At the beginning of the Office for the Dead in a 15th-century Book of Hours at the British Library, an initial was decorated with an image of a richly-attired skeleton admiring herself in a mirror. This image may already be familiar to readers of this blog. What we haven't previously mentioned, however, is this manuscript's connection to a powerful duchess, the Renaissance artist Titian and a real skeleton.
Detail of an initial in the Office for the Dead, from the Hours of Dionora of Urbino, Central Italy, c. 1480â1520, Yates Thompson MS 7, f. 174r
The stylish skeleton appears in a Book of Hours owned by Eleanora (also called Dionora) Gonzaga della Rovere, duchess of Urbino. She was an important patron of the arts and a political figure. We know that this book was owned by Eleanora because it is inscribed with her name and because her family's arms and her husband's arms appear throughout the decoration. The scribe, who signed his work, was Matteo Contugi de Volterra, who worked around the year 1480. The illumination, completed later, may be the work of one of the most notable illuminators from Renaissance Italy, Matteo da Milano.
Detail of a border with the inscription 'Diva Dio(nora) Duci(ssa) Ur(bini)' and with the arms of Della Rova impaling Gonzaga, Yates Thompson MS 7, f. 14r
Eleanora was a great patron of other artists, too. She supported writers such as Baldassare Castiglioni and the poet, Torquato Tasso. Today, she is particularly associated with Titian, who painted her portrait and that of her husband. Some people have even argued that Titian used Eleanora's face as a model for other paintings, namely La Bella, Girl in a Fur Cloak and the Venus of Urbino, although this is now disputed. That is probably just as well: the Venus of Urbino was bought by Eleanora's son Guidobaldo, possibly as a gift for his wife, so it might have been a bit odd if Titian had used the eventual recipient's mother-in-law as one of the models!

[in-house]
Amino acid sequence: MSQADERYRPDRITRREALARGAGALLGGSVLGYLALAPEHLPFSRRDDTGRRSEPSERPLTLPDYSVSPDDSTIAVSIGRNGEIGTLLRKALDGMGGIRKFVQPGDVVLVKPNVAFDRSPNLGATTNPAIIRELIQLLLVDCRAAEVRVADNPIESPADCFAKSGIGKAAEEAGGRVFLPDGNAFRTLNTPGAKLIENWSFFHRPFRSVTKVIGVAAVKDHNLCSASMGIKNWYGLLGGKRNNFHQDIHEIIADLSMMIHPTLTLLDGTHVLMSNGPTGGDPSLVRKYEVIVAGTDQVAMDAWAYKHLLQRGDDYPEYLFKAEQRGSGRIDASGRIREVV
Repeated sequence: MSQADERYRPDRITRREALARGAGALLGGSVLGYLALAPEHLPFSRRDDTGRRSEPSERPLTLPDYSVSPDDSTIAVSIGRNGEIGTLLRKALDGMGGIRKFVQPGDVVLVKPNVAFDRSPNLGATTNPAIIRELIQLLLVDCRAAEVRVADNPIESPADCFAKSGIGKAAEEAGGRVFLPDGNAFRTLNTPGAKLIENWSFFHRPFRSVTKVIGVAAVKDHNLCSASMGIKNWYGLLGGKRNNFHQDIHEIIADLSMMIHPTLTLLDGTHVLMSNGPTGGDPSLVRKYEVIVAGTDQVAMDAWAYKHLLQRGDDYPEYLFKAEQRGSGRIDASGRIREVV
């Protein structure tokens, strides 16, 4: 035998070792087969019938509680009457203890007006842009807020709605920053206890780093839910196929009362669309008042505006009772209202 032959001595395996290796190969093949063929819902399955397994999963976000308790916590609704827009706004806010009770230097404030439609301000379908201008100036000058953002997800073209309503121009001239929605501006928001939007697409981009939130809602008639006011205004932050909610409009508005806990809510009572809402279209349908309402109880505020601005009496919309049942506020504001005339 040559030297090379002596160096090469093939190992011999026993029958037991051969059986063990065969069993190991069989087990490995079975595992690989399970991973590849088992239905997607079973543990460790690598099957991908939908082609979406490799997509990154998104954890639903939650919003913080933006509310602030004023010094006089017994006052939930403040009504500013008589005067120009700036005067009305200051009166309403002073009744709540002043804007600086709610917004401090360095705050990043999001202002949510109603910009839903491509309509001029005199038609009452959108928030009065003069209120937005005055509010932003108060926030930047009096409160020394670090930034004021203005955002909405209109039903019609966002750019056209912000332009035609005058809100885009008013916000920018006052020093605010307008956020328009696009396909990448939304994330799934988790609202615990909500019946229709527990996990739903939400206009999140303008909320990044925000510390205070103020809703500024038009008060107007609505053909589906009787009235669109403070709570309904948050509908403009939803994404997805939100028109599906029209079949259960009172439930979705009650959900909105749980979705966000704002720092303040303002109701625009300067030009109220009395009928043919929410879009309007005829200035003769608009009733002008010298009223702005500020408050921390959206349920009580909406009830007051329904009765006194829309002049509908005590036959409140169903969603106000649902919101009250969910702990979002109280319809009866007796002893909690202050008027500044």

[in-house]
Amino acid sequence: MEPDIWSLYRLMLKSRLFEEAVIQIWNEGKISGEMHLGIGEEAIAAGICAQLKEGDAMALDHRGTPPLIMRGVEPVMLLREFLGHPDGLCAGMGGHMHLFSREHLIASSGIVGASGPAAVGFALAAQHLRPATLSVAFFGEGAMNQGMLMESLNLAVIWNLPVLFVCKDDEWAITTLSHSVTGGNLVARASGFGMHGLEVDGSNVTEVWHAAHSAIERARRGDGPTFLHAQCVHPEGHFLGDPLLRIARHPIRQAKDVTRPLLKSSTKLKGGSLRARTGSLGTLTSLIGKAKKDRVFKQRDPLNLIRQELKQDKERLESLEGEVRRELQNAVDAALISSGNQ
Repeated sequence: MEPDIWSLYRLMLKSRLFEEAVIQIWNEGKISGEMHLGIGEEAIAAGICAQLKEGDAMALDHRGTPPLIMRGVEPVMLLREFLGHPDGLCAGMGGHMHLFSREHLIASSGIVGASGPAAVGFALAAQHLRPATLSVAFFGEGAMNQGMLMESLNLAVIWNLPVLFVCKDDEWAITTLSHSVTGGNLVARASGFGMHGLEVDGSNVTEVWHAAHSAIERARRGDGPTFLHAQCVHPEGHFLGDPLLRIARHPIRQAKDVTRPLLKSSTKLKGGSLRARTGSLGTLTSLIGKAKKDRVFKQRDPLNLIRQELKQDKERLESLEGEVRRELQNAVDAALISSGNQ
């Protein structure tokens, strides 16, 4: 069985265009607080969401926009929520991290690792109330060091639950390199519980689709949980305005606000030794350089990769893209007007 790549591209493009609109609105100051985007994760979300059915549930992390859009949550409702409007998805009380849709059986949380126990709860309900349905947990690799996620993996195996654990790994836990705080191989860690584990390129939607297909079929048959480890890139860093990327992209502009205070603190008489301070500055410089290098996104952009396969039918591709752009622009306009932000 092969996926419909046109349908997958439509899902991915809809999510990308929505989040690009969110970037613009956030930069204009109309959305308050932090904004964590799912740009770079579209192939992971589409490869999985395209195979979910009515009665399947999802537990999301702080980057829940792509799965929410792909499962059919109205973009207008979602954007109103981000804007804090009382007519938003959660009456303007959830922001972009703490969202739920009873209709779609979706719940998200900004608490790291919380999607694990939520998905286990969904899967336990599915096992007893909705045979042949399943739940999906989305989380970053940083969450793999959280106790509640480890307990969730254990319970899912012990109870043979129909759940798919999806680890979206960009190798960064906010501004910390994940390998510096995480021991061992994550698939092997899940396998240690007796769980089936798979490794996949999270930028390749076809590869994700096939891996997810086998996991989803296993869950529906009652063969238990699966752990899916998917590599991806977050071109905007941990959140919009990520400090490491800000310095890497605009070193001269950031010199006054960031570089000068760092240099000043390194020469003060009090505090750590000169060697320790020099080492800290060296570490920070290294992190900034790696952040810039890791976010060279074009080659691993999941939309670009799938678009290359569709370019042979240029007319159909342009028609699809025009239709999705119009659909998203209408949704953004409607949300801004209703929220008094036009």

Eleanora Gonzaga della Rovere died in 1570 and she was buried in the church of Santa Chiara in Urbino. All that now remains of Eleanora , former owner of the British Library's Book of Hours, is a skeleton. Indeed, the skeleton believed to be hers was exhumed and analysed in 2005, with the study using craniofacial superimposition to compare its skull with Titian's portrait of Eleonora. The analysis concluded that 'the face of Eleonora [in the painting] matches the skull fairly closely except for the length of the nose'. Titian may have portrayed her with a smaller nose to exaggerate her beauty. If that was the case, it is an interesting coda to the story of the duchess who owned this Book of Hours, with its famous image of a skeleton warning against vanity!
Detail of a border and an initial 'D' inscribed with the words 'Dionara Gonzaga Duc(issa) Urbini et cet[era]' , Yates Thompson MS 7, f. 42v
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